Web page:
To Kill a Mockingbird Questions and Answers
by Harper Lee

To Kill a Mockingbird book cover
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In "To Kill a Mockingbird" what does Atticus do in court that the children never saw him do even at home?  

In To Kill a Mockingbird, Atticus does two things in his closing arguments that Scout has never seen before. First, he loosens his collar and tie and removes his vest and coat. Second, Scout notices that for the first time she's ever witnessed it, Atticus is sweating.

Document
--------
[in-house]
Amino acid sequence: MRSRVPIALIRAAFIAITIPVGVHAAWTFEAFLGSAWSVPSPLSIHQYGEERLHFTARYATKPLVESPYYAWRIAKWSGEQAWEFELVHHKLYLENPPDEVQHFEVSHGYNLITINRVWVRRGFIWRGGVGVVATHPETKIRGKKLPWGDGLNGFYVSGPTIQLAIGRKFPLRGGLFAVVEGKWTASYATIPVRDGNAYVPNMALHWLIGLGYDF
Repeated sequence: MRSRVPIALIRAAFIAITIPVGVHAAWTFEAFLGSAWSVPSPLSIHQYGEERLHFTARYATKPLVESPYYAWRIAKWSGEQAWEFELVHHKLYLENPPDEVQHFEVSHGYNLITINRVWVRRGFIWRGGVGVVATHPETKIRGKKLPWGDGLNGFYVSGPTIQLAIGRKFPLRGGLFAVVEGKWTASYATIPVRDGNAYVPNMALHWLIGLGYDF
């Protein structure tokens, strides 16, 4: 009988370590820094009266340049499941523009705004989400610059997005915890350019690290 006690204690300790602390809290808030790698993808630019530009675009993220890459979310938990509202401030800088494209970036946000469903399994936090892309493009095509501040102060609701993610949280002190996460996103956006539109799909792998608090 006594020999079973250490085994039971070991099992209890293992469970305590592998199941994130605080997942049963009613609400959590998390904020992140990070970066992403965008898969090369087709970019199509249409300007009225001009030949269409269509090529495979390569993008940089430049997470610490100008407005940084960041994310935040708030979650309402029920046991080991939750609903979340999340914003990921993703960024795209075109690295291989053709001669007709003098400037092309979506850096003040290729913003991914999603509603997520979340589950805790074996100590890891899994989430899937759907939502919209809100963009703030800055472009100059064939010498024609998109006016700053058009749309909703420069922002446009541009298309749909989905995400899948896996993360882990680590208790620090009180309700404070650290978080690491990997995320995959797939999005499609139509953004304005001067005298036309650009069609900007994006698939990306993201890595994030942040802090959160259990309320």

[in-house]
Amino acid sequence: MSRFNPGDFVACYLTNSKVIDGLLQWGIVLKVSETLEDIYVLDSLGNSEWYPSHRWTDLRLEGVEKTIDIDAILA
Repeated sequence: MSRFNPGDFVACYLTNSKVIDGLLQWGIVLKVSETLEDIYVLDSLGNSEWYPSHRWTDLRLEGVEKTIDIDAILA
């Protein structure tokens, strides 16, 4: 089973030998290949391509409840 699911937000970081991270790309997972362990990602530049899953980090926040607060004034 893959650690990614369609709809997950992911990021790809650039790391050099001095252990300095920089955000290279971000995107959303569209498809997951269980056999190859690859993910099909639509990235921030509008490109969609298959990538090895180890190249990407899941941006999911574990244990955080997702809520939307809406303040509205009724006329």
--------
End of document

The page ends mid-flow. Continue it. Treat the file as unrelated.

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Atticus understands the tremendous task in front of him as be begins his closing arguments. The likelihood of convincing an all-white jury to free Tom Robinson is a nearly impossible feat. Being a skilled lawyer and an keen judge of character, Atticus realizes that he needs to connect with the jury members in a personal way. Although Scout herself has never witnessed it "before or since, in public or private," Atticus strips off his most formal attire and approaches the jury in the most casual way possible: without his vest and coat and with a loosened collar and tie. In typical Atticus fashion, he formally obtains approval from the judge before doing so. This reveals a great deal about the character of Atticus; even in his...

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